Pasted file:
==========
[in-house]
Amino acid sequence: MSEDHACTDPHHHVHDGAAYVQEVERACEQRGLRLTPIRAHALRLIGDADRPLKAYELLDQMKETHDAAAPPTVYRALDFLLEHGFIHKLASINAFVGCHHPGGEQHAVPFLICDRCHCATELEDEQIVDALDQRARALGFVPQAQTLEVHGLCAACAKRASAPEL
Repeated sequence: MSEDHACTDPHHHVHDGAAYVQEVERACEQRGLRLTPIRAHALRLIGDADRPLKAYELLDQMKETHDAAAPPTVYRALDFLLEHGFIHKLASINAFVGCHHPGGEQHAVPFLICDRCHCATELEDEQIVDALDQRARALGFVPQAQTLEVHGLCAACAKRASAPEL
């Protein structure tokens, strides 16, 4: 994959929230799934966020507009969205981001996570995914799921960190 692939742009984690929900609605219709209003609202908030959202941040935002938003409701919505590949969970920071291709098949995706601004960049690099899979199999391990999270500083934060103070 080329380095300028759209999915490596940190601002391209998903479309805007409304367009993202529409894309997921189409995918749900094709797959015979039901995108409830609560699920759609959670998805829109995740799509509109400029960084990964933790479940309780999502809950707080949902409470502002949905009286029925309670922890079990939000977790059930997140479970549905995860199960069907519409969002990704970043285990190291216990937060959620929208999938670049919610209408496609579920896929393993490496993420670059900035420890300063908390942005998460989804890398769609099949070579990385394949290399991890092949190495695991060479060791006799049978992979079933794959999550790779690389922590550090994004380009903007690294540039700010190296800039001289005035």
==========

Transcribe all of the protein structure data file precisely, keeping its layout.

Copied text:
[in-house]
Amino acid sequence: MSEDHACTDPHHHVHDGAAYVQEVERACEQRGLRLTPIRAHALRLIGDADRPLKAYELLDQMKETHDAAAPPTVYRALDFLLEHGFIHKLASINAFVGCHHPGGEQHAVPFLICDRCHCATELEDEQIVDALDQRARALGFVPQAQTLEVHGLCAACAKRASAPEL
Repeated sequence: MSEDHACTDPHHHVHDGAAYVQEVERACEQRGLRLTPIRAHALRLIGDADRPLKAYELLDQMKETHDAAAPPTVYRALDFLLEHGFIHKLASINAFVGCHHPGGEQHAVPFLICDRCHCATELEDEQIVDALDQRARALGFVPQAQTLEVHGLCAACAKRASAPEL
């Protein structure tokens, strides 16, 4: 994959929230799934966020507009969205981001996570995914799921960190 692939742009984690929900609605219709209003609202908030959202941040935002938003409701919505590949969970920071291709098949995706601004960049690099899979199999391990999270500083934060103070 080329380095300028759209999915490596940190601002391209998903479309805007409304367009993202529409894309997921189409995918749900094709797959015979039901995108409830609560699920759609959670998805829109995740799509509109400029960084990964933790479940309780999502809950707080949902409470502002949905009286029925309670922890079990939000977790059930997140479970549905995860199960069907519409969002990704970043285990190291216990937060959620929208999938670049919610209408496609579920896929393993490496993420670059900035420890300063908390942005998460989804890398769609099949070579990385394949290399991890092949190495695991060479060791006799049978992979079933794959999550790779690389922590550090994004380009903007690294540039700010190296800039001289005035």